The Norton Anthology of English Literature, Volume 2: The Romantic Period through the Twentieth Century (Norton Anthology of English Literature) The Norton Anthology of English Literature is a well-known English literary studies supplement for many undergraduate and some graduate-level students. Works included in the anthology (or other Norton Anthologies) are seen as having reached canonicity. Published by the W. W. Norton and Company, the NAEL is divided into two volumes, separating the late Mediaeval era and the Renaissance (Chaucer, Shakespeare, etc.) from the Romantic, Victorian, and Modern eras of English literature.
The majority of tertiary institutions use these books as set pieces for introductions to Shakespeare, Blake, Tennyson, or Geoffrey Chaucer’s The Canterbury Tales, among many others.
In Volume 1, it explores extensively the very core of English literature from the Middle Ages, including Cædmon’s Hymn to Beowulf, moving on to Milton’s Paradise Lost.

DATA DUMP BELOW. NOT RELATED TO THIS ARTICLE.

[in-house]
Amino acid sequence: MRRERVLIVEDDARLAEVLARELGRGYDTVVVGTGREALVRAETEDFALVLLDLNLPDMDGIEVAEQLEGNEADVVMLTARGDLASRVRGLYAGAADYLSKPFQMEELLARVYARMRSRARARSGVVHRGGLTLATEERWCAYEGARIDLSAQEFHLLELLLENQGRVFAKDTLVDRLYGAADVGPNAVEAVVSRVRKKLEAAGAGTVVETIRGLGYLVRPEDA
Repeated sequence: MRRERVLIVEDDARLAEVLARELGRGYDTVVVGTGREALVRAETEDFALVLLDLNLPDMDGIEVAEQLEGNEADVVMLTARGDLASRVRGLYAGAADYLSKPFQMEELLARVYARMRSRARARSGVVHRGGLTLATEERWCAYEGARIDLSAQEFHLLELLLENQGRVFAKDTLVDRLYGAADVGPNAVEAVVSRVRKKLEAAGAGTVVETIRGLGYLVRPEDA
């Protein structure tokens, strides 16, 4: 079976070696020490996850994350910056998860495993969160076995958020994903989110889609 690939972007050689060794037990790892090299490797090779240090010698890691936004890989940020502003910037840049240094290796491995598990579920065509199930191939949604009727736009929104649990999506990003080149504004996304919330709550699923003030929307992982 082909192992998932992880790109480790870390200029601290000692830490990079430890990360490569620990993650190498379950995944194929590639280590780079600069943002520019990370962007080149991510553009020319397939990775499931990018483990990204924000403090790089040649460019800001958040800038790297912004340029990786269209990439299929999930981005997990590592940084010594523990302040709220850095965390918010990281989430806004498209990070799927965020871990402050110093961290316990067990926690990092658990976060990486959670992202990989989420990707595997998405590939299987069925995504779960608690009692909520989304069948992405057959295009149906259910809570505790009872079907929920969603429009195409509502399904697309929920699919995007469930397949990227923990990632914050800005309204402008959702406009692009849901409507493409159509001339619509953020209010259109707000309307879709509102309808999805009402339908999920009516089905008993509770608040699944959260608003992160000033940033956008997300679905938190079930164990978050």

The Middle Ages, the 16th century, the early 17th century, the 18th century, the Romantic Era, the Victorian Age, and 20th Century English literature are all well represented.
An anthology, literally “a garland” or “collection of flowers”, is a collection of literary works, originally of poems, but its usage has broadened to be applied to collections of short stories and comic strips. In genre fiction and especially science fiction, anthology is used to categorize collections of shorter works such as short stories, Novelettes up through short novels all collected into a (usually single) volume for publication.
The word derives from the Greek word for garland — or bouquet of flowers — which was the title of the earliest surviving anthology, assembled by Meleager of Gadara. Meleager’s Garland became the seed that grew into the Greek Anthology. The term miscellany is also used, but was more common in the past.